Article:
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DEAD MAN DOCKING
A Bed and Breakfast Mystery
By Mary Daheim
William Morrow, 2005 ($23.95)
Reviewed by Shirley H. Wetzel
Intrepid proprietor of Hillside Manor B&B and part-time amateur sleuth Judith Flynn is tired -- tired of taking care of difficult guests, tired of putting up with her crotchety, constantly complaining mother Gertrude, tired of the pain in her newly-replaced hip. She convinces her husband, who is working long hours in his private detective business, that they should take a vacation as soon as possible. Joe agrees, but before they can make any plans Renie, Judith's cousin, best friend, and partner in crime solving invites her on a dream cruise to the South Pacific. It seems the owner of the ship, Magglio Cruz, one of the major clients of Renie's graphic design business, had decided to relocate his corporate headquarters from her hometown in Oregon to San Francisco, and she was none too pleased. She made such a ruckus about it, threatening to sue, among other things, that Cruz made her a consultant and gave her the free cruise, complete with VIP treatment.
The two cousins fly to San Francisco, check into a luxury hotel, and don their elegant evening apparel to attend a pre-launch party aboard the San Rafael. The theme of the cruise is the 1930s: the ship is decorated in the finest Art Deco style, and the guests are dressed accordingly. As events progress, it seems as though the two have entered a time warp, with characters and plot straight out of Agatha Christie and other writers of the Golden Era of Mystery. There is the obligatory Snooty Rich Matron and her dowdy, shrinking violet daughter (or in this case Shrinking Anemone), the Glamorous and Hard-Drinking Couple, complete with a shaggy dog named Asthma, the Ditzy Gold-Digging Blonde, a mysterious guy named Blackie, and so on.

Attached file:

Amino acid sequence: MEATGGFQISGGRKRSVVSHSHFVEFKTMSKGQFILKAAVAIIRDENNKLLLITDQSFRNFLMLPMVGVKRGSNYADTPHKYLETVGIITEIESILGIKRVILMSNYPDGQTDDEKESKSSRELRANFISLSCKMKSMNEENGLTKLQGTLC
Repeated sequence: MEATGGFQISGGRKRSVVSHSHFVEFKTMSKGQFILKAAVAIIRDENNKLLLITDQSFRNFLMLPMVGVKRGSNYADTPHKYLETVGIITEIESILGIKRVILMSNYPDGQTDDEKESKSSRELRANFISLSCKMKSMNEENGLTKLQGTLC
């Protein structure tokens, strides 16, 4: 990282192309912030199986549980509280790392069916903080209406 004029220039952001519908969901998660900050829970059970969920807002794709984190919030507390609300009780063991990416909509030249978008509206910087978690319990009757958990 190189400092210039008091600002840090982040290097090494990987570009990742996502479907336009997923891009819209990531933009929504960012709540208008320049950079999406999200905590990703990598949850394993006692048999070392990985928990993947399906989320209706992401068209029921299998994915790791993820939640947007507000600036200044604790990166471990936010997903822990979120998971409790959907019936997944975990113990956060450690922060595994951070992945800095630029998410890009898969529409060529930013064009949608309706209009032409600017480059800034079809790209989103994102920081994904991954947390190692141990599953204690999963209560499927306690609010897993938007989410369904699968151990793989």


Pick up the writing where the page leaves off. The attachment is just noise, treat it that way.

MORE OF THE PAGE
The Dream Cruise is abruptly drydocked as a trio of murders muddy the waters. Renie and Judith feel compelled to help the police with their inquiries, but this time they share the honors with Rick and Rhoda St. George, who, in between binges, have been known to solve a few crimes themselves. For some unknown reason the rumpled, gruff police detective, Biff McDougal, shares the details of the crimes with the St. Georges, apparently having total confidence in their crime-solving abilities.
I understand that the book is tongue-in-cheek, more so than usual for Ms. Daheim's B&B mysteries. There's fun to be had, but I thought the ending -- with all the suspects gathered in the drawing room, of course -- was a tad over the top and a bit contrived. It isn't my favorite Judith and Renie adventure, but fans of the series will get a kick out of it.
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